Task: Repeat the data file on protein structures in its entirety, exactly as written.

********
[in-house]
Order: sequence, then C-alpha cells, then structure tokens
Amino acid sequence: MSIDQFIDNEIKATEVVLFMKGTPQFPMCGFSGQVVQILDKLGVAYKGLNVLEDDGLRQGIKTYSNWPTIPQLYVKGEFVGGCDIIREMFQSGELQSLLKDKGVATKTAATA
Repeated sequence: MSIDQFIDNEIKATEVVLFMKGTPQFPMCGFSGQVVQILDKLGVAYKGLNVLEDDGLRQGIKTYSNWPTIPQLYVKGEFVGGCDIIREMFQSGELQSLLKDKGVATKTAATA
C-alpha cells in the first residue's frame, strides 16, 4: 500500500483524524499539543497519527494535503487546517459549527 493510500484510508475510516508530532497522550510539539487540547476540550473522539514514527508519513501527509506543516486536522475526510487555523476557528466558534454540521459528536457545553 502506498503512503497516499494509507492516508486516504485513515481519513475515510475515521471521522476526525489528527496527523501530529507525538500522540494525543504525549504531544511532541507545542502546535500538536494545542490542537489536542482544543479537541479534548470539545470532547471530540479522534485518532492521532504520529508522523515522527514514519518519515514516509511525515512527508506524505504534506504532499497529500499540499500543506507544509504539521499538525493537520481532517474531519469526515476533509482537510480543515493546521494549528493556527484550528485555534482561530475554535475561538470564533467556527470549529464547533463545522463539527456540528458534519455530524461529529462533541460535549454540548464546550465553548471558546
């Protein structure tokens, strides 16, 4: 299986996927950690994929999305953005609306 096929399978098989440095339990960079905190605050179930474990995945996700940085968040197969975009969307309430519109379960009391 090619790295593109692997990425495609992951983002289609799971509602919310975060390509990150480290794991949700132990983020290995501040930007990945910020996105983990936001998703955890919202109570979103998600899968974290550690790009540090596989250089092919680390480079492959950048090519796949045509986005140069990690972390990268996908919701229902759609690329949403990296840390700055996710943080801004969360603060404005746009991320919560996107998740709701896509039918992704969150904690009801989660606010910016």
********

[in-house]
Order: sequence, then C-alpha cells, then structure tokens
Amino acid sequence: MSIDQFIDNEIKATEVVLFMKGTPQFPMCGFSGQVVQILDKLGVAYKGLNVLEDDGLRQGIKTYSNWPTIPQLYVKGEFVGGCDIIREMFQSGELQSLLKDKGVATKTAATA
Repeated sequence: MSIDQFIDNEIKATEVVLFMKGTPQFPMCGFSGQVVQILDKLGVAYKGLNVLEDDGLRQGIKTYSNWPTIPQLYVKGEFVGGCDIIREMFQSGELQSLLKDKGVATKTAATA
C-alpha cells in the first residue's frame, strides 16, 4: 500500500483524524499539543497519527494535503487546517459549527 493510500484510508475510516508530532497522550510539539487540547476540550473522539514514527508519513501527509506543516486536522475526510487555523476557528466558534454540521459528536457545553 502506498503512503497516499494509507492516508486516504485513515481519513475515510475515521471521522476526525489528527496527523501530529507525538500522540494525543504525549504531544511532541507545542502546535500538536494545542490542537489536542482544543479537541479534548470539545470532547471530540479522534485518532492521532504520529508522523515522527514514519518519515514516509511525515512527508506524505504534506504532499497529500499540499500543506507544509504539521499538525493537520481532517474531519469526515476533509482537510480543515493546521494549528493556527484550528485555534482561530475554535475561538470564533467556527470549529464547533463545522463539527456540528458534519455530524461529529462533541460535549454540548464546550465553548471558546
């Protein structure tokens, strides 16, 4: 299986996927950690994929999305953005609306 096929399978098989440095339990960079905190605050179930474990995945996700940085968040197969975009969307309430519109379960009391 090619790295593109692997990425495609992951983002289609799971509602919310975060390509990150480290794991949700132990983020290995501040930007990945910020996105983990936001998703955890919202109570979103998600899968974290550690790009540090596989250089092919680390480079492959950048090519796949045509986005140069990690972390990268996908919701229902759609690329949403990296840390700055996710943080801004969360603060404005746009991320919560996107998740709701896509039918992704969150904690009801989660606010910016």